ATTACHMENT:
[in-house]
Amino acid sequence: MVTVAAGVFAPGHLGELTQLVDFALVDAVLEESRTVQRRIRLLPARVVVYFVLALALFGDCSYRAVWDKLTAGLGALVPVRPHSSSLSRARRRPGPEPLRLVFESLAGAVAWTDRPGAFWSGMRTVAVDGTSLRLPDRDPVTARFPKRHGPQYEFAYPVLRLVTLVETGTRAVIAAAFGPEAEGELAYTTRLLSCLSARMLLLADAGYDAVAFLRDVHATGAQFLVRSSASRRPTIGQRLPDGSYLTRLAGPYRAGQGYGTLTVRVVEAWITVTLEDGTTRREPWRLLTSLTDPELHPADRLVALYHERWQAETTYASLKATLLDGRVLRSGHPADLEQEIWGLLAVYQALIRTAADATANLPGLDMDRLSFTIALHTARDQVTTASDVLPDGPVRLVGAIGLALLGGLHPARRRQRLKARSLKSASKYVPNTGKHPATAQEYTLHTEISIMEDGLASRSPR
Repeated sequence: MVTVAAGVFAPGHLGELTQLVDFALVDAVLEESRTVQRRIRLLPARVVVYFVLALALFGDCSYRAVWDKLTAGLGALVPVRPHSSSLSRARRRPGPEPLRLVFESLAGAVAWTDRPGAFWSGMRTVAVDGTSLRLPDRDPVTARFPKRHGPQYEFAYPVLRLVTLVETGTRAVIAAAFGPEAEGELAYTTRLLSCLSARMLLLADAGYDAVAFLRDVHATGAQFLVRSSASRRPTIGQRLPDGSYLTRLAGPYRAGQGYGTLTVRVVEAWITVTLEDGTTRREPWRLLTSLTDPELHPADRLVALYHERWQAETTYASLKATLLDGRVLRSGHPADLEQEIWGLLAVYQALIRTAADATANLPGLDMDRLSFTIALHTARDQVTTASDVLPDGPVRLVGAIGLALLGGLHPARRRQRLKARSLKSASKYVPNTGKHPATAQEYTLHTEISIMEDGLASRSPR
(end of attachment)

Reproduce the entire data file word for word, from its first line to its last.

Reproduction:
[in-house]
Amino acid sequence: MVTVAAGVFAPGHLGELTQLVDFALVDAVLEESRTVQRRIRLLPARVVVYFVLALALFGDCSYRAVWDKLTAGLGALVPVRPHSSSLSRARRRPGPEPLRLVFESLAGAVAWTDRPGAFWSGMRTVAVDGTSLRLPDRDPVTARFPKRHGPQYEFAYPVLRLVTLVETGTRAVIAAAFGPEAEGELAYTTRLLSCLSARMLLLADAGYDAVAFLRDVHATGAQFLVRSSASRRPTIGQRLPDGSYLTRLAGPYRAGQGYGTLTVRVVEAWITVTLEDGTTRREPWRLLTSLTDPELHPADRLVALYHERWQAETTYASLKATLLDGRVLRSGHPADLEQEIWGLLAVYQALIRTAADATANLPGLDMDRLSFTIALHTARDQVTTASDVLPDGPVRLVGAIGLALLGGLHPARRRQRLKARSLKSASKYVPNTGKHPATAQEYTLHTEISIMEDGLASRSPR
Repeated sequence: MVTVAAGVFAPGHLGELTQLVDFALVDAVLEESRTVQRRIRLLPARVVVYFVLALALFGDCSYRAVWDKLTAGLGALVPVRPHSSSLSRARRRPGPEPLRLVFESLAGAVAWTDRPGAFWSGMRTVAVDGTSLRLPDRDPVTARFPKRHGPQYEFAYPVLRLVTLVETGTRAVIAAAFGPEAEGELAYTTRLLSCLSARMLLLADAGYDAVAFLRDVHATGAQFLVRSSASRRPTIGQRLPDGSYLTRLAGPYRAGQGYGTLTVRVVEAWITVTLEDGTTRREPWRLLTSLTDPELHPADRLVALYHERWQAETTYASLKATLLDGRVLRSGHPADLEQEIWGLLAVYQALIRTAADATANLPGLDMDRLSFTIALHTARDQVTTASDVLPDGPVRLVGAIGLALLGGLHPARRRQRLKARSLKSASKYVPNTGKHPATAQEYTLHTEISIMEDGLASRSPR